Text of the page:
Skip to content
Medical Health Aged Care, Mental Health

Ketamine slow-release tablet reduces symptoms of severe depression: clinical trial

UNSW Sydney 3 mins read

A slow-release, tablet form of ketamine with minimal side-effects has the potential to make treatment more affordable and accessible.

A new tablet form of ketamine has shown promise in treating severe depression, offering a potential alternative to existing clinic-based treatments that can be expensive and lacking in convenience for some patients.

Unlike the injectable and nasal spray alternatives that require clinicians to monitor patients for two hours while side effects subside, the slow-release tablet form can be taken safely at home without medical supervision and with negligible side effects.

Led by Professor Paul Glue of University of Otago, researchers from UNSW Sydney and the affiliated Black Dog Institute (BDI) collaborated with colleagues from other research institutions in Australia and New Zealand to run a randomised-controlled trial testing the effectiveness of ketamine tablets to treat depression compared with placebo.

The researchers randomly assigned 168 patients with treatment-resistant depression to one of five groups: four that received different strengths of ketamine, and one that received placebo.

Patients on the strongest dose of ketamine – at 180mg, taken orally twice a week – had the best results when compared to placebo, the researchers found. Success was measured by the size of reduction in a patient’s MADRS score – a measure of depression symptoms, where the higher the score, the more serious the depression.

In the 180mg group, the average reduction in MADRS score dropped by 14 points from a high of 30. In the placebo group, the average reduction was 8 points. All of the remaining doses of ketamine (120mg, 60mg and 30mg) had slightly better outcomes than placebo.

The results were published today in Nature Medicine.

 

Fascinating results

Professor Colleen Loo, who is clinical psychiatrist and researcher with UNSW and BDI, has previously contributed to research on the injectable and nasal spray versions of ketamine treatment for depression.

“The kind of results we’re seeing look as good as other ways of giving ketamine, and are fascinating for two reasons,” she says.

“First of all, there's the practical clinical reason that this is a way of administering ketamine to treat depression that's much easier to give. Rather than having to come to the clinic and have an injection and have medical monitoring for two hours, once or twice a week, this is much more convenient and allows patients to have their treatment at home, making it as convenient as other antidepressant medications.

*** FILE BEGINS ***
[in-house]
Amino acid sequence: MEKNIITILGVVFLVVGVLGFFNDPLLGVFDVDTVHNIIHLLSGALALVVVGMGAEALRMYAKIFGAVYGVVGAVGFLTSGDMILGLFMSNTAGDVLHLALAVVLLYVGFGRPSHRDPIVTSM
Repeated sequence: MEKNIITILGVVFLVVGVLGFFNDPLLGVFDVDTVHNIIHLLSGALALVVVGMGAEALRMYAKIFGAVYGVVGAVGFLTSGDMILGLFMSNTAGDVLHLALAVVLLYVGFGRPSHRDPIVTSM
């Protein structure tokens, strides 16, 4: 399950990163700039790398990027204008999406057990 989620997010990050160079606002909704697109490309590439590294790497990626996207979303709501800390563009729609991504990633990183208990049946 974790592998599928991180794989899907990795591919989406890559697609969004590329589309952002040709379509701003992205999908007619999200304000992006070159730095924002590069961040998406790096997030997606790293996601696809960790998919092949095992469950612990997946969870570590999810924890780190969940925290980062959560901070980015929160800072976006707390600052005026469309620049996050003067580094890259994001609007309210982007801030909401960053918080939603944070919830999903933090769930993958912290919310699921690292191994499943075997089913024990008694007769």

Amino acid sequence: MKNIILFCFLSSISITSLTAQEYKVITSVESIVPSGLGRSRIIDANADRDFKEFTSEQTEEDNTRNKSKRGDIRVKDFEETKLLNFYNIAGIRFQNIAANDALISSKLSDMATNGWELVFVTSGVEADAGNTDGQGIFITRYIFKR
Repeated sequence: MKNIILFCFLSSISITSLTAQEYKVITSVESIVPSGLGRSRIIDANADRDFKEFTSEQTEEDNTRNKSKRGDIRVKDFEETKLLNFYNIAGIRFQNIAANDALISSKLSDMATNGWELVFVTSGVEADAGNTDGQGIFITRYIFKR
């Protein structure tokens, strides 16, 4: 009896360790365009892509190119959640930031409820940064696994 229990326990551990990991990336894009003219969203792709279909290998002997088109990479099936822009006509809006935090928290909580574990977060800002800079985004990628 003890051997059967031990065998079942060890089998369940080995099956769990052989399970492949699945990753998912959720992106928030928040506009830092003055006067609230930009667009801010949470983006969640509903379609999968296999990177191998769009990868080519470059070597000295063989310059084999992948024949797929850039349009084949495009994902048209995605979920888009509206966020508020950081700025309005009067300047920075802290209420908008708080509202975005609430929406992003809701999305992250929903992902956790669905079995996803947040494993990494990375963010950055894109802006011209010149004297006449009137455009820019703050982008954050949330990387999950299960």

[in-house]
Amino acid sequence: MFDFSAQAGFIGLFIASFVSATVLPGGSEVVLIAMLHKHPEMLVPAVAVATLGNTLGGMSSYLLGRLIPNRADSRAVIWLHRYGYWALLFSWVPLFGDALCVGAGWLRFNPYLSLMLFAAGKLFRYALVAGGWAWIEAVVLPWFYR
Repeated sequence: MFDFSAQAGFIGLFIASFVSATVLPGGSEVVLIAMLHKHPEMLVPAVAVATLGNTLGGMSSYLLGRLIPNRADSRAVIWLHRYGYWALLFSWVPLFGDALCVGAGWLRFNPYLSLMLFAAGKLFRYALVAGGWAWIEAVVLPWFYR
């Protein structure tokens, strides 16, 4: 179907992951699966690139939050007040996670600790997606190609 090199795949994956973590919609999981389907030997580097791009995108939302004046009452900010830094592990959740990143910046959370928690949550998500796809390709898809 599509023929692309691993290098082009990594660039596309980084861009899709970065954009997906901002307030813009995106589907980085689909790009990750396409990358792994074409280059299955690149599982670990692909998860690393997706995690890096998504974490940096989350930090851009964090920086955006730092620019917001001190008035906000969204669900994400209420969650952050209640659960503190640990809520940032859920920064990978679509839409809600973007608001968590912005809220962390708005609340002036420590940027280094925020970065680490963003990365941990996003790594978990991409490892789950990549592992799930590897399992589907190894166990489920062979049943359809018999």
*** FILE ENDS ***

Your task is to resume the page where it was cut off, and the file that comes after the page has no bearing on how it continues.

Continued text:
“It is also possible that some people may respond to one approach to treatment, such as the tablet, while others respond to another, such as the injection, so having more treatment approaches is very useful.”

The second reason is that it challenges some beliefs about how ketamine works in helping people successfully overcome depression.

“There's one school of thought that says what we call dissociative effects – where you're feeling a kind of altered reality and perception – are actually integral to the ability to improve the depression with ketamine,” Prof. Loo says.

“And that's very similar to the psychedelic assisted therapy model that says changing your brain circuit functioning in that very profound way gives you new insights that help you to break out of your way of thinking, and that this acute kind of dissociative altered reality experience is necessary for you to improve.

“But with this tablet form you don't experience that because only a tiny amount is released into the bloodstream at a time, with ongoing slow release over days, and you don't experience the dissociation at all, and yet people are improving.

“So it could be that the theory that you must have these altered reality perceptions to improve may not be correct.”

 

Further research needed

The double-blind trial – where the allotment of ketamine or placebo to each group was hidden from both trial administrators and participants – was the first to measure the effectiveness of a slow-release tablet form of ketamine to treat depression. But it is likely years away, and more millions of dollars spent on further trials before it becomes an approved clinical treatment.

“Douglas Pharmaceuticals, which is the New Zealand company that has produced the drug, still needs to do further studies, and it’s important to note this is not yet approved by the FDA in the US or the TGA here in Australia.

“But if it does get through all those hoops and becomes an approved treatment, it certainly makes it much more convenient, not to mention cheaper, to use ketamine to treat severe depression.”

The next step, says Prof. Loo, is for the group to run similar studies in multiple sites around the world in larger numbers of patients to show that the results are reproducible. One such study could look at how the tablet form of ketamine compares with other modes of delivery such as injection, which to date has shown strong results.


Contact details:

Lachlan Gilbert

UNSW News & Content
t: +61 404 192 367
e:
lachlan.gilbert@unsw.edu.au

Media Outreach made fast, easy, simple.

Feature your press release on Medianet's News Hub every time you distribute with Medianet. Pay per release or save with a subscription.